New York Mayor Michael Bloomberg ended his marriage of convenience with the Republican Party this week and declared himself an independent. Bloomberg was a Democrat until he entered the 2001 mayoral race as a Republican for no better reason than that the GOP primary would be easier to win than the Democratic primary.
Bloomberg was elected to his first term shortly after the 9/11 attacks thanks to the support of the wildly popular Rudy Giuliani. With Bloomberg’s declaration of independence fueling talks of a self-funded third party run for president, potentially pitting the two mayors against each other, tongues are wagging in New York. “We’re already hearing loyalty, deception — I’m telling you, this is the next great soap opera,” former Deputy Mayor Fran Reiter told a reporter.
But even as reports fly that Bloomberg’s closest advisors have been gaming out what it would take to mount an independent run, Bloomberg maintains that he plans on finishing his term, which runs through the end of 2009. “I’ve said my intention is to be mayor for the next 925 days and that is my intention,” he said in a press conference on Wednesday. “I’ve got the greatest job in the world and I’m going to keep doing it.”
The entire idea of a Bloomberg for President campaign, in other words, is now premised on the assumption that the candidate is a liar.
Thomas Ravenel. Son of a former Congressman. Heir to a real estate fortune. South Carolina Treasurer. Chairman of the Rudy Giuliani campaign’s South Carolina operation. Cokehead?
Apparently so. A federal grand jury indicted Ravenel this week on charges of conspiracy to possess and intent to distribute cocaine. The charge makes it sound like the Giuliani campaign hired the Palmetto State equivalent of Tony Montana, but only because the law doesn’t distinguish between distribution and sale: Ravenel almost certainly hasn’t been dealing blow. Michael Levon Miller, the man named in the indictment as Ravenel’s co-conspirator, is the one who authorities characterize as a dealer, while Ravenel is accused of intent to give the stuff away. Drug policy analyst Mark Kleiman writes on his blog that the “most likely scenario” is that “state cops nailed the dealer… and the dealer gave them a prominent customer in order to buy himself some consideration at sentencing time.”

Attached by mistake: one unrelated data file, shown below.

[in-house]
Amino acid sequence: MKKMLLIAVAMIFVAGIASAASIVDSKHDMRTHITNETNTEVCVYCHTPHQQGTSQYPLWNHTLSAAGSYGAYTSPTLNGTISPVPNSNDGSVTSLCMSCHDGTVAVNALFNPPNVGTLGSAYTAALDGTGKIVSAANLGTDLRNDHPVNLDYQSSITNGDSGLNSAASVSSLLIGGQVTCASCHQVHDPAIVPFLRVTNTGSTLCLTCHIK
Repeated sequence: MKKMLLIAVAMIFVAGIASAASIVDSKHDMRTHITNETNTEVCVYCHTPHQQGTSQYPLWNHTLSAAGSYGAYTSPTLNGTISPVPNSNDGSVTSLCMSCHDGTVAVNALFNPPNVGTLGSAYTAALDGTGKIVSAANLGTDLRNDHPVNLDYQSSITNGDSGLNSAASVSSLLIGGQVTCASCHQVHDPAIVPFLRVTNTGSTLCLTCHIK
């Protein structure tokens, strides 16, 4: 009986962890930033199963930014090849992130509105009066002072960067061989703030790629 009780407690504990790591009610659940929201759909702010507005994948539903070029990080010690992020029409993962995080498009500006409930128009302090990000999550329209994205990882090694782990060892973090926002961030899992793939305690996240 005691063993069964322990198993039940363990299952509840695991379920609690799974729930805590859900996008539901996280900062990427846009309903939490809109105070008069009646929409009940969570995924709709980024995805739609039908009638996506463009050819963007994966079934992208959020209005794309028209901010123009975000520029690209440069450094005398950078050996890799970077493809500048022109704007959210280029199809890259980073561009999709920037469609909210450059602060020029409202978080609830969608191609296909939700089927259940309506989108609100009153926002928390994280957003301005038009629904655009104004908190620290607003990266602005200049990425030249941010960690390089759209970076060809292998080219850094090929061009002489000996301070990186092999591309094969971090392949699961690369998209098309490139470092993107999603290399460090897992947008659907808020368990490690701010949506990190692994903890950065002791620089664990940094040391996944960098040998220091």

What is this world coming to? You can’t even trust your coke dealer anymore.
Since the Democrats took over Capitol Hill, there have been rumblings about them taking constitutionally-questionable action against their critics, perhaps by reintroducing the Fairness Doctrine — an FCC policy, abandoned in the 80s, that required broadcasters to balance political commentary with “equal time” for opposing viewpoints. (A robust talk radio business was only possible once this policy was lifted.) The latest straw in the wind came in an interview with LA radio host John Ziegler, where Senator James Inhofe (R-Oklahoma) shared an anecdote about overhearing Democratic Senators Barbara Boxer and Hillary Clinton ranting about the influence of talk radio. According to Inhofe, one of them said something along the lines of “there’s got to be a legislative fix to this.”
They’re right, there is a legislative fix: Pass only the laws that talk radio hosts like. Of course, then a whole new set of citizens would get mad and exercise their right to free speech. It’s a pesky thing, that First Amendment.
John Tabin is a columnist for Brainwash.